CHARLESTON, W.Va. — Operators in West Virginia’s mining industry say they believe infrastructure needs throughout the country will create a high demand for coal.
“If you’re going to build gas lines, bridges and railroads, then it’s all got to be made out of American steel — then you’ll have a demand to make American coal. Coal is what makes that American steel,” said Andrew Jordon, president of Pritchard Mining Company.
Jordon was at the West Virginia Coal Association’s 44th Annual Mining Symposium on Wednesday. The event runs through Thursday at the Charleston Civic Center.
The Symposium brings together coal-producing members, associate member suppliers and experts, national and state officials and elected representatives from across West Virginia. This year, members are talking about the future of coal, especially with President Donald Trump in the White House.
“I think he’ll do all he can for us, but we’ve got a long way to go. We’ve got a lot of battles to fight and there is still a lot of opposition,” said James Bunn, operator of Coal River Energy. His business, which is currently down, used to operate out of Boone, Lincoln and Kanawha counties.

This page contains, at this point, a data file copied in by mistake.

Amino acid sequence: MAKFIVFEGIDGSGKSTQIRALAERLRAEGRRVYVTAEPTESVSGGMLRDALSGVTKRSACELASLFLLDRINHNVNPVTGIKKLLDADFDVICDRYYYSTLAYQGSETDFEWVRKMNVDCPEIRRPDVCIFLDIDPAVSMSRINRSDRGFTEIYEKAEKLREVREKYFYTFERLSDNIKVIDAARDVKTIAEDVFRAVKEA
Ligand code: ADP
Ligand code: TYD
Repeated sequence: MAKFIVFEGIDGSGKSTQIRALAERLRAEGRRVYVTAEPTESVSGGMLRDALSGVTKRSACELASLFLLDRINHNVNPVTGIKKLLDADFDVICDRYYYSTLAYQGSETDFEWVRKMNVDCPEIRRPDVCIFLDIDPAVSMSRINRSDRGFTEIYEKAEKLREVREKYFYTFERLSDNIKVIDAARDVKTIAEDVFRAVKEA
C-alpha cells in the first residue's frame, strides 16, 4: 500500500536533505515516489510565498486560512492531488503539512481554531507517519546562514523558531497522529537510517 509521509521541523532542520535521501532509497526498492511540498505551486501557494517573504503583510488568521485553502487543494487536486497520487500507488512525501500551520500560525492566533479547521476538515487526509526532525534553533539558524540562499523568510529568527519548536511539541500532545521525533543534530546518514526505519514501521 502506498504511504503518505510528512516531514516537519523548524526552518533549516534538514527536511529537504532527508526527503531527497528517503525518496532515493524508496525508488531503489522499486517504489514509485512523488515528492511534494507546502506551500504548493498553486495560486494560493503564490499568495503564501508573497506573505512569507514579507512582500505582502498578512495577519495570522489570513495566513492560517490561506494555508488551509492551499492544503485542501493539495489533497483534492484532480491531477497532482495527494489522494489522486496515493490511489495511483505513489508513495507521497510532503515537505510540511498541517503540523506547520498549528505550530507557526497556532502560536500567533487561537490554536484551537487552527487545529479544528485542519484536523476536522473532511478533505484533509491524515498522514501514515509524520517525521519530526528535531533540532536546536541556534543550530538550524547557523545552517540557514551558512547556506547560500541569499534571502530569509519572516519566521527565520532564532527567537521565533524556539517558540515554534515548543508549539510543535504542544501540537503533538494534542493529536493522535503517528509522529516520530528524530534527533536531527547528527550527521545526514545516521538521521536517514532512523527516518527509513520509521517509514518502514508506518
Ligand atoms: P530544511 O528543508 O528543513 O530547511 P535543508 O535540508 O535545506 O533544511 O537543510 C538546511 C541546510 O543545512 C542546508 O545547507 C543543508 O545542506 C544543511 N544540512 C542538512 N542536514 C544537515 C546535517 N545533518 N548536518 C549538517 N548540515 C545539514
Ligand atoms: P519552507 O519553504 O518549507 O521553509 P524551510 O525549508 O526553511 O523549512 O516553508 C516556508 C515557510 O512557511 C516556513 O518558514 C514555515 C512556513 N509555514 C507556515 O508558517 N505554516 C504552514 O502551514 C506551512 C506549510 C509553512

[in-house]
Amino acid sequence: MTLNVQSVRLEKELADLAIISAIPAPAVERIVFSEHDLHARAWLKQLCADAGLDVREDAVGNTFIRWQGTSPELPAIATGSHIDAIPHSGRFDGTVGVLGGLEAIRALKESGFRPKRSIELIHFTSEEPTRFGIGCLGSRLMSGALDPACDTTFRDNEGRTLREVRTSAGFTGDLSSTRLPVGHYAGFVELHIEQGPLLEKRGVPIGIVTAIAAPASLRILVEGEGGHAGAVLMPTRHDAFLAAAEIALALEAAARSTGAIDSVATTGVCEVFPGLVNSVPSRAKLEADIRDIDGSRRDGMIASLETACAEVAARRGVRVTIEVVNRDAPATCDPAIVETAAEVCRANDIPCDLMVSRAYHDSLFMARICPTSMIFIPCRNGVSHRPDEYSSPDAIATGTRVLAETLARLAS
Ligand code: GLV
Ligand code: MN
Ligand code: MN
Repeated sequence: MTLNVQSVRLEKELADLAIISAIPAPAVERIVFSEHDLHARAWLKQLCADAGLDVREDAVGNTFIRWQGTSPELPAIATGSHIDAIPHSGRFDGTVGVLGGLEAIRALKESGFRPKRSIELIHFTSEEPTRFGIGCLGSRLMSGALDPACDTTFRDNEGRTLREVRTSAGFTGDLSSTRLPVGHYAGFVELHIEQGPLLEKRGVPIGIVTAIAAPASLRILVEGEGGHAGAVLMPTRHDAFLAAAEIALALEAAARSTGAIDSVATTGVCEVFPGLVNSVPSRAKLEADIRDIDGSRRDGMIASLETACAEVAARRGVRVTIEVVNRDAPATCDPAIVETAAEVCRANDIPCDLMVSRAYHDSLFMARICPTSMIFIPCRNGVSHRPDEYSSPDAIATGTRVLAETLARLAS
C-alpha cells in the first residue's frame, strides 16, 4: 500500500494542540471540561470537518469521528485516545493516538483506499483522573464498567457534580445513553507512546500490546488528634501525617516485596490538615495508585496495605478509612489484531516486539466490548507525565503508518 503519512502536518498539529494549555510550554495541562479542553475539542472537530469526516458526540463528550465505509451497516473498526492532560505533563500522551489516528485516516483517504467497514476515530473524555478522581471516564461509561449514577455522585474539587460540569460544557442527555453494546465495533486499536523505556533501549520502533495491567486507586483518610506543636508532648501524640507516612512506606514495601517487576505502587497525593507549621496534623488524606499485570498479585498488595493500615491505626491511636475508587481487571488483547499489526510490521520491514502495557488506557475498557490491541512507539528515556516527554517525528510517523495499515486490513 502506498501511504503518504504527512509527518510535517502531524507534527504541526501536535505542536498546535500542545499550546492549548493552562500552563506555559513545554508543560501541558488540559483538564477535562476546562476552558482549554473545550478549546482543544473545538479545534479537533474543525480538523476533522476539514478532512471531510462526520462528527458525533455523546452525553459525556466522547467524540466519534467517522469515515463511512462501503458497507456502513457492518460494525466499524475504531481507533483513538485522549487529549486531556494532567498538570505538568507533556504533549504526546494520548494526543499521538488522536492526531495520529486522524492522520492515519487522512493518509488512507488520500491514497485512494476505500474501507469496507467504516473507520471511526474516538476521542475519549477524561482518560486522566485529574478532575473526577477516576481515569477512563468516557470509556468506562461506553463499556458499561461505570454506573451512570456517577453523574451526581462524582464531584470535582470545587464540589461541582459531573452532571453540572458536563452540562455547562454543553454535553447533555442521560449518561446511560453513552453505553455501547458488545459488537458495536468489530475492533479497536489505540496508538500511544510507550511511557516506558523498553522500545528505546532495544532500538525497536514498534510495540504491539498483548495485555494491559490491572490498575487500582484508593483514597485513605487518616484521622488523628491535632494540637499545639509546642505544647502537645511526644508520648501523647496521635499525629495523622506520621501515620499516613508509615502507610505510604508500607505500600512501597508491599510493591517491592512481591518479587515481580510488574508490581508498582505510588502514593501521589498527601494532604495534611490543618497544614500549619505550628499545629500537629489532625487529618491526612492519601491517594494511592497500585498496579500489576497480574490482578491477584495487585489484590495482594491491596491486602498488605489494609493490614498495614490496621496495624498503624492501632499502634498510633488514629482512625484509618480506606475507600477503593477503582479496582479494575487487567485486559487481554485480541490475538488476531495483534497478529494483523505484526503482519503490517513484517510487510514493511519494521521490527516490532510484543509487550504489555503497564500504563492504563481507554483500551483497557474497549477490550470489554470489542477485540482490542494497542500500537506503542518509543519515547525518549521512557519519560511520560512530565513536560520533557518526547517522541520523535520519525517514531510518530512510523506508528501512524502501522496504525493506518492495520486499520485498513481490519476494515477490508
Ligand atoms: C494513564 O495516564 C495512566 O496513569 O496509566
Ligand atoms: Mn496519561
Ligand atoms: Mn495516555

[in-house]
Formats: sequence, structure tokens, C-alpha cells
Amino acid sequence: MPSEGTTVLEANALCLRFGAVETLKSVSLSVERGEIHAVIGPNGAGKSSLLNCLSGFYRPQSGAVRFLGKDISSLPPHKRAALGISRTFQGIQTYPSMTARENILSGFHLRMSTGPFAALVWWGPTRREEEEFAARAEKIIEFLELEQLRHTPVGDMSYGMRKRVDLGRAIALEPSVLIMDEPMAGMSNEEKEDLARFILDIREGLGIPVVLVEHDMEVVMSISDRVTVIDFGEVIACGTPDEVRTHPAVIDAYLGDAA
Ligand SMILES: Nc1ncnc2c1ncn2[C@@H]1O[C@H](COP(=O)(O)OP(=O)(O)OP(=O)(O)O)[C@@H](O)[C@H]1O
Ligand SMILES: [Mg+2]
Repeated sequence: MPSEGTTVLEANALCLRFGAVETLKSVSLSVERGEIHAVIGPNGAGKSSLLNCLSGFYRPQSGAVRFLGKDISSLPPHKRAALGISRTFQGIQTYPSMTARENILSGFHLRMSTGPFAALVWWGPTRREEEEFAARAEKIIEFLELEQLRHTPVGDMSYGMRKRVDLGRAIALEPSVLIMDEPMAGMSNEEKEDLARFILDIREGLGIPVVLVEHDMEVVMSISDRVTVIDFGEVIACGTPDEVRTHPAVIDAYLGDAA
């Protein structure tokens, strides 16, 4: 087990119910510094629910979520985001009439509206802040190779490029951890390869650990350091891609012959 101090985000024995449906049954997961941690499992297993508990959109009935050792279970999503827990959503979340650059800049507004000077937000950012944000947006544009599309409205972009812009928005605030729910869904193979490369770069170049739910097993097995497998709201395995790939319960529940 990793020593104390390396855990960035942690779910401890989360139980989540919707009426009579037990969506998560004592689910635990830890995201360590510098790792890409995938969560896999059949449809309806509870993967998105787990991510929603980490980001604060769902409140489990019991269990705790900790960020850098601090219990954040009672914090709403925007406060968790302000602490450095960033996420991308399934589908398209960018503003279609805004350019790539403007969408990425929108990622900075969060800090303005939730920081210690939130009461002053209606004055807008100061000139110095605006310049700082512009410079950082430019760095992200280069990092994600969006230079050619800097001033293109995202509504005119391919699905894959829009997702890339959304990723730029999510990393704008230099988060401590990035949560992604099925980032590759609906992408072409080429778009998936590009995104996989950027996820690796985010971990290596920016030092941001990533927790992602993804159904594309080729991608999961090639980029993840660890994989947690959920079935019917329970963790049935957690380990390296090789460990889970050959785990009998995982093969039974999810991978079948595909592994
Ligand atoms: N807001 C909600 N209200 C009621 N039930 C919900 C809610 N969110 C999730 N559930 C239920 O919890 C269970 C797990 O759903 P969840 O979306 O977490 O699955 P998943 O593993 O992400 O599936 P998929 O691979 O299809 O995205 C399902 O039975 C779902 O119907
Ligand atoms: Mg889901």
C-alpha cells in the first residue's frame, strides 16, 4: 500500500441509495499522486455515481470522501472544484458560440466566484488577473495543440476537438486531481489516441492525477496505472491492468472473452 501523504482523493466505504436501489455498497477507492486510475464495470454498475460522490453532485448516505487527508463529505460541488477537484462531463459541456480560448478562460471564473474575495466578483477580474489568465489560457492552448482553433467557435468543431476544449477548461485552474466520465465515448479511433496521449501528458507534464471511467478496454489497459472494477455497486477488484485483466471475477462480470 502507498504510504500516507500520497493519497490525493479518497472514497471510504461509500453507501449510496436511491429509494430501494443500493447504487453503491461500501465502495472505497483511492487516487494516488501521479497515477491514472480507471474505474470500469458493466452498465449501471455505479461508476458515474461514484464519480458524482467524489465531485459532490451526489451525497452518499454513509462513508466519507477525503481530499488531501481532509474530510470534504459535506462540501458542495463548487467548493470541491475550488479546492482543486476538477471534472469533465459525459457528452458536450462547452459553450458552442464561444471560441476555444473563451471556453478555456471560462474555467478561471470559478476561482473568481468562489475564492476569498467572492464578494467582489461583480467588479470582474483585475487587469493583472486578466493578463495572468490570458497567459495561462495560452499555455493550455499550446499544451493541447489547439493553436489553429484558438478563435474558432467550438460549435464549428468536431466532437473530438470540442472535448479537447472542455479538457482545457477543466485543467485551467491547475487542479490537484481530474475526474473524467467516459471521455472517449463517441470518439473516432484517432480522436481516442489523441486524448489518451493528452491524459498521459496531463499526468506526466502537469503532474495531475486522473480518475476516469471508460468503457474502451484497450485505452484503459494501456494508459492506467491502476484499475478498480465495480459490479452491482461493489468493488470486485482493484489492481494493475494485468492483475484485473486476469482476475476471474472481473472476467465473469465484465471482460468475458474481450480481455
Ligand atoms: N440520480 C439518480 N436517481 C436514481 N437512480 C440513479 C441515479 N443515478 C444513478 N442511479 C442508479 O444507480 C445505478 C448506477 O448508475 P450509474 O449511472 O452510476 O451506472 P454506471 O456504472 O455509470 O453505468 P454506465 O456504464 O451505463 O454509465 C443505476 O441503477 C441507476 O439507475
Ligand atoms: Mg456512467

More than a decade ago, U.S. coal production hit an all-time high. In recent years, operators have had to lay off hundreds of employees.
“I’ve layed off 437,” Bunn said. “It was very serious.”
Pritchard Mining used to have about 180 employees. Now, Jordon said, “We have about 90. We’re about half way back. The hardest thing I’ve every had to do is lay off people that worked for me since Day 1, for 25-30 years.”
Jordon said coal has made a slight comeback, specifically with metallurgical coal.
“The demand for electricity has increased about 6 percent since (Trump) has been elected. There’s been a major upswing in the metallurgical markets, but that’s taken place before he was elected,” he said.
Bunn agreed, but said he doesn’t believe the industry will fully return to what it used to be.
“I don’t think so,” he said. “Technology is a great thing, but can be your worst enemy as well for individuals needing jobs.”
Last year, Jordon said his company struggled to produce 80 million tons of coal in West Virginia. Before President Barack Obama took office in 2008, Pritchard produced 170 million tons.
“It’s a big difference, so if we stabilize somewhere over the next couple of years, around 100 million tons annual production in West Virginia, I think that would be a start,” Jordon said.